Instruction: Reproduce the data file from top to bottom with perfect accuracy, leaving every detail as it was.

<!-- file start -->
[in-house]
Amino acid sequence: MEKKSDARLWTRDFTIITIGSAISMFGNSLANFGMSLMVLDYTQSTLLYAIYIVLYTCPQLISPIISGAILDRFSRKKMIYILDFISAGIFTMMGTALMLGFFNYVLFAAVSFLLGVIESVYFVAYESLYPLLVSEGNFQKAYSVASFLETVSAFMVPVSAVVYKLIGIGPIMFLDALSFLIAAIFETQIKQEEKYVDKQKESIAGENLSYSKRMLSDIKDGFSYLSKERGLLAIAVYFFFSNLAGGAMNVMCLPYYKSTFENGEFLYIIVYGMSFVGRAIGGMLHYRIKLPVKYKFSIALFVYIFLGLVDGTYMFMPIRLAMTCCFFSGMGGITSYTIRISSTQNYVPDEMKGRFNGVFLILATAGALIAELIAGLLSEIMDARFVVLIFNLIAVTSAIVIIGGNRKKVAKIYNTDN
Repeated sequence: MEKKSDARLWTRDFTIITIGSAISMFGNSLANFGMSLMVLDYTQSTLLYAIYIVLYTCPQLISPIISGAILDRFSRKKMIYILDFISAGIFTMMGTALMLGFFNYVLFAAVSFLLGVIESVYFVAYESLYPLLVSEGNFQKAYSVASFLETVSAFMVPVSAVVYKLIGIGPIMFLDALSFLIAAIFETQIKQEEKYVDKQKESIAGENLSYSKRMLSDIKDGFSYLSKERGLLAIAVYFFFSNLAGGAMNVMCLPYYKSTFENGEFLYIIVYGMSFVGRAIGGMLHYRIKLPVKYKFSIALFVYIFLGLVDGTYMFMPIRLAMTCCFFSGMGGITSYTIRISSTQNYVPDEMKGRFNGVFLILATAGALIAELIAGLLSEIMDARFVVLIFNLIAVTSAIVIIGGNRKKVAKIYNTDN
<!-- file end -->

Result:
[in-house]
Amino acid sequence: MEKKSDARLWTRDFTIITIGSAISMFGNSLANFGMSLMVLDYTQSTLLYAIYIVLYTCPQLISPIISGAILDRFSRKKMIYILDFISAGIFTMMGTALMLGFFNYVLFAAVSFLLGVIESVYFVAYESLYPLLVSEGNFQKAYSVASFLETVSAFMVPVSAVVYKLIGIGPIMFLDALSFLIAAIFETQIKQEEKYVDKQKESIAGENLSYSKRMLSDIKDGFSYLSKERGLLAIAVYFFFSNLAGGAMNVMCLPYYKSTFENGEFLYIIVYGMSFVGRAIGGMLHYRIKLPVKYKFSIALFVYIFLGLVDGTYMFMPIRLAMTCCFFSGMGGITSYTIRISSTQNYVPDEMKGRFNGVFLILATAGALIAELIAGLLSEIMDARFVVLIFNLIAVTSAIVIIGGNRKKVAKIYNTDN
Repeated sequence: MEKKSDARLWTRDFTIITIGSAISMFGNSLANFGMSLMVLDYTQSTLLYAIYIVLYTCPQLISPIISGAILDRFSRKKMIYILDFISAGIFTMMGTALMLGFFNYVLFAAVSFLLGVIESVYFVAYESLYPLLVSEGNFQKAYSVASFLETVSAFMVPVSAVVYKLIGIGPIMFLDALSFLIAAIFETQIKQEEKYVDKQKESIAGENLSYSKRMLSDIKDGFSYLSKERGLLAIAVYFFFSNLAGGAMNVMCLPYYKSTFENGEFLYIIVYGMSFVGRAIGGMLHYRIKLPVKYKFSIALFVYIFLGLVDGTYMFMPIRLAMTCCFFSGMGGITSYTIRISSTQNYVPDEMKGRFNGVFLILATAGALIAELIAGLLSEIMDARFVVLIFNLIAVTSAIVIIGGNRKKVAKIYNTDN